Park life: The anniversary of a name change in Chinatown

Next week begins ‘ghost stories’ week on the blog, but I need to make one more trip to Chinatown, the topic of the last podcast. As I just wrote about Columbus Day last week, I would be remiss if I skipped this very coincidental date in history. It was exactly one hundred years ago yesterday that the name of Mulberry Bend Park was officially changed to Columbus Park.

The park, of course, originally replaced the most decrepit of Five Points’ slums, allowing a sliver of greenery and sunlight to slip into the overly dense neighborhood. It took the city years to wrestle the original rundown tenements from their owners. “In its place will come trees and grass and flowers,” proclaimed its chief proponent Jacob Riis. The placid, English design by Calvert Vaux, typical for its day, insured a park so formal that people weren’t even allowed on the grass. (Today, located at the cusp of Chinatown and the Civic Center, the park is so busy and cluttered that it appears to almost have no grass at all.)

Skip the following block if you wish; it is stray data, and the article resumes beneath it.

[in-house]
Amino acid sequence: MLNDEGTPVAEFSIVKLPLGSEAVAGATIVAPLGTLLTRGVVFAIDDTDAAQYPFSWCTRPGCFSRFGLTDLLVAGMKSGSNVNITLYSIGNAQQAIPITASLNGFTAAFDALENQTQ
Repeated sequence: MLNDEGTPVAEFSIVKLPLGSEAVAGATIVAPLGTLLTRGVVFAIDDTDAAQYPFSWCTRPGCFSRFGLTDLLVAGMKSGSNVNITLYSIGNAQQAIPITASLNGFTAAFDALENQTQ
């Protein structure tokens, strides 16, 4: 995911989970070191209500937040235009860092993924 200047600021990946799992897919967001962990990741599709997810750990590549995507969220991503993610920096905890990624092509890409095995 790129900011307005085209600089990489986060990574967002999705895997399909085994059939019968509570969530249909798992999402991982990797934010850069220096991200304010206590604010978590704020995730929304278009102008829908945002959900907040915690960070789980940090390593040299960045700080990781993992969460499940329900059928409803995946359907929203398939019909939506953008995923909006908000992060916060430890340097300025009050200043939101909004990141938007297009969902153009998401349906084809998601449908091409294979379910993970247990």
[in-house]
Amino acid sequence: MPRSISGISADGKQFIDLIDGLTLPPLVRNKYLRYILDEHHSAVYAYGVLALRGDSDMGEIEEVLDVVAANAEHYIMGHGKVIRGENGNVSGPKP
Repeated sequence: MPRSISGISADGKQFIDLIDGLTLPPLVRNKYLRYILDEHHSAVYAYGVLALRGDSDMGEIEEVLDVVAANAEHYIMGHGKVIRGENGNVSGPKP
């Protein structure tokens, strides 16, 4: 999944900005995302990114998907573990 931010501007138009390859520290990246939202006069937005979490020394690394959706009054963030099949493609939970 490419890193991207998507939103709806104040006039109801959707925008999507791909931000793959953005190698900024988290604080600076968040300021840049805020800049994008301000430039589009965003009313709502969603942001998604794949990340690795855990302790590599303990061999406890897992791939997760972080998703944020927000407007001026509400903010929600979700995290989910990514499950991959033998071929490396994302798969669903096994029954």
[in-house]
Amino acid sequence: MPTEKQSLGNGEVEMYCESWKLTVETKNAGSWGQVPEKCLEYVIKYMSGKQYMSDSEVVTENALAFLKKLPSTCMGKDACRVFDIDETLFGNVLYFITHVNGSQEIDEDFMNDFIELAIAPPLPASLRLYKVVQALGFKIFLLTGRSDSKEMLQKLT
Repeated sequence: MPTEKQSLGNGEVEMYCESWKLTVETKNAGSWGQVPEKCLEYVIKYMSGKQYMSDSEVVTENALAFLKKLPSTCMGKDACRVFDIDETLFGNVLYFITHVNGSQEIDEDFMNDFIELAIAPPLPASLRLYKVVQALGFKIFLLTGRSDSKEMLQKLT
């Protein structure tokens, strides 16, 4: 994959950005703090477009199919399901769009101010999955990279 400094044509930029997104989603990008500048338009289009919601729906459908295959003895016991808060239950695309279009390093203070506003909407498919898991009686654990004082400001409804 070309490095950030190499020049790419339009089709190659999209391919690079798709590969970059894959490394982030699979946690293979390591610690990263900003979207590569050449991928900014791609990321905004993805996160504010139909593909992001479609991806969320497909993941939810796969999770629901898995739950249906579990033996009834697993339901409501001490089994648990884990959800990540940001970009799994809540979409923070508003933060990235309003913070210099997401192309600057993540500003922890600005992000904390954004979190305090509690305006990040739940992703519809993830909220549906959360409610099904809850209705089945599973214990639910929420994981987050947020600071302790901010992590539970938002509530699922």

Mulberry Bend Park, named for the infamous hook in Mulberry Street to the park’s east side, opened in 1897. By this time, the area was populated by a mixture of immigrants, the largest group from Italy. Italian Americans soon defined the culture of the park’s surrounding streets, with obvious exception of those streets to the east dominated by Chinese businesses.

In 1911, the city explicitly declared the neighborhood’s changing character, at the behest of the Italian community, by renaming the park for America’s most famous Italian connection, the explorer Christopher Columbus. A crowd of 8,000 people gathered on Columbus Day that year to reopen the park under its new name.

The park now took on a more athletic character, with new track and field facilities, and on that first day with its new name, Columbus Park hosted competitions between boys from local playgrounds. “There were dashes, relay, half mile and potato races, shot puts and high jumps,” reported the Sun. “Five thousand more or less enthusiastic mamas and babies and papas and little mosquitolike boys insinuated their way to the very bars of the park enclosure…and looked on at the games.”

Above: Mulberry Bend Park in 1900

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